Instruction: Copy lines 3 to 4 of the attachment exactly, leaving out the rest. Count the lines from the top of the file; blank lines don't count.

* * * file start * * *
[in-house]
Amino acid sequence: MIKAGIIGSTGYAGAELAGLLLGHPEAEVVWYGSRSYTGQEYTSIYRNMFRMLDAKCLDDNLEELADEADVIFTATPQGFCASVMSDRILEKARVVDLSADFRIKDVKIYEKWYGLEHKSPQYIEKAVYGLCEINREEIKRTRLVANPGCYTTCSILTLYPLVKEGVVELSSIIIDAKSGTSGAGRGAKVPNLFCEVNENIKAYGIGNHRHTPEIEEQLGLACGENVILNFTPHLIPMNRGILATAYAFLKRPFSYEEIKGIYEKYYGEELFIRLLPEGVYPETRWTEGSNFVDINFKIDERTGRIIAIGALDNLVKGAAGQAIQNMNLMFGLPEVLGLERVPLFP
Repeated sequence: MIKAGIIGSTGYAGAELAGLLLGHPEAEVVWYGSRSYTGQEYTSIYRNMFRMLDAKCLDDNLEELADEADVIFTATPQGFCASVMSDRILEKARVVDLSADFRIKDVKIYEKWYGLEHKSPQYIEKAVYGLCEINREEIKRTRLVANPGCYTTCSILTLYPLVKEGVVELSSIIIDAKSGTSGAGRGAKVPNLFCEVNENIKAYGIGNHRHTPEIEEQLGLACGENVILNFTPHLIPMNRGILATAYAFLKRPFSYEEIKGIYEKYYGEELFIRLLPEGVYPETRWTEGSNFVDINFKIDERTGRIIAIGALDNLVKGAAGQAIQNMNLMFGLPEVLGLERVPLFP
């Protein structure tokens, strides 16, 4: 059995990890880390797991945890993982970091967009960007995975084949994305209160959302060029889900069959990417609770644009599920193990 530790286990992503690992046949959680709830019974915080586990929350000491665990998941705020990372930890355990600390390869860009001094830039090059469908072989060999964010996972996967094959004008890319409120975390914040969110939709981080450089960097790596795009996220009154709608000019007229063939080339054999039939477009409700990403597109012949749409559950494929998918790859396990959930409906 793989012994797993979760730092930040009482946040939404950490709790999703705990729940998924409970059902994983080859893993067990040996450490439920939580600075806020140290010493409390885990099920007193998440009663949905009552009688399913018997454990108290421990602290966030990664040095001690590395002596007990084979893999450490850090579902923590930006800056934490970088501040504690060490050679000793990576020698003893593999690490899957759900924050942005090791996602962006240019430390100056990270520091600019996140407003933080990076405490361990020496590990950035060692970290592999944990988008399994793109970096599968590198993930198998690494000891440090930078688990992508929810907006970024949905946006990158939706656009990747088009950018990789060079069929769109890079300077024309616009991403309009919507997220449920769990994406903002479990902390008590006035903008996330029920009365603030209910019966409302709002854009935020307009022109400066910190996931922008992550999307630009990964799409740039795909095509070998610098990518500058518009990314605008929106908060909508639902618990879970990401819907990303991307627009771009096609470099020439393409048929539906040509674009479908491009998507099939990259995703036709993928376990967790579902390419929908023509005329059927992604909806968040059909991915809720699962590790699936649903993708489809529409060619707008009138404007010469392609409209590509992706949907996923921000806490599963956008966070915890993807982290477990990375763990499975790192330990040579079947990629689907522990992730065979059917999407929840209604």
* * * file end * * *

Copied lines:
Repeated sequence: MIKAGIIGSTGYAGAELAGLLLGHPEAEVVWYGSRSYTGQEYTSIYRNMFRMLDAKCLDDNLEELADEADVIFTATPQGFCASVMSDRILEKARVVDLSADFRIKDVKIYEKWYGLEHKSPQYIEKAVYGLCEINREEIKRTRLVANPGCYTTCSILTLYPLVKEGVVELSSIIIDAKSGTSGAGRGAKVPNLFCEVNENIKAYGIGNHRHTPEIEEQLGLACGENVILNFTPHLIPMNRGILATAYAFLKRPFSYEEIKGIYEKYYGEELFIRLLPEGVYPETRWTEGSNFVDINFKIDERTGRIIAIGALDNLVKGAAGQAIQNMNLMFGLPEVLGLERVPLFP
């Protein structure tokens, strides 16, 4: 059995990890880390797991945890993982970091967009960007995975084949994305209160959302060029889900069959990417609770644009599920193990 530790286990992503690992046949959680709830019974915080586990929350000491665990998941705020990372930890355990600390390869860009001094830039090059469908072989060999964010996972996967094959004008890319409120975390914040969110939709981080450089960097790596795009996220009154709608000019007229063939080339054999039939477009409700990403597109012949749409559950494929998918790859396990959930409906 793989012994797993979760730092930040009482946040939404950490709790999703705990729940998924409970059902994983080859893993067990040996450490439920939580600075806020140290010493409390885990099920007193998440009663949905009552009688399913018997454990108290421990602290966030990664040095001690590395002596007990084979893999450490850090579902923590930006800056934490970088501040504690060490050679000793990576020698003893593999690490899957759900924050942005090791996602962006240019430390100056990270520091600019996140407003933080990076405490361990020496590990950035060692970290592999944990988008399994793109970096599968590198993930198998690494000891440090930078688990992508929810907006970024949905946006990158939706656009990747088009950018990789060079069929769109890079300077024309616009991403309009919507997220449920769990994406903002479990902390008590006035903008996330029920009365603030209910019966409302709002854009935020307009022109400066910190996931922008992550999307630009990964799409740039795909095509070998610098990518500058518009990314605008929106908060909508639902618990879970990401819907990303991307627009771009096609470099020439393409048929539906040509674009479908491009998507099939990259995703036709993928376990967790579902390419929908023509005329059927992604909806968040059909991915809720699962590790699936649903993708489809529409060619707008009138404007010469392609409209590509992706949907996923921000806490599963956008966070915890993807982290477990990375763990499975790192330990040579079947990629689907522990992730065979059917999407929840209604």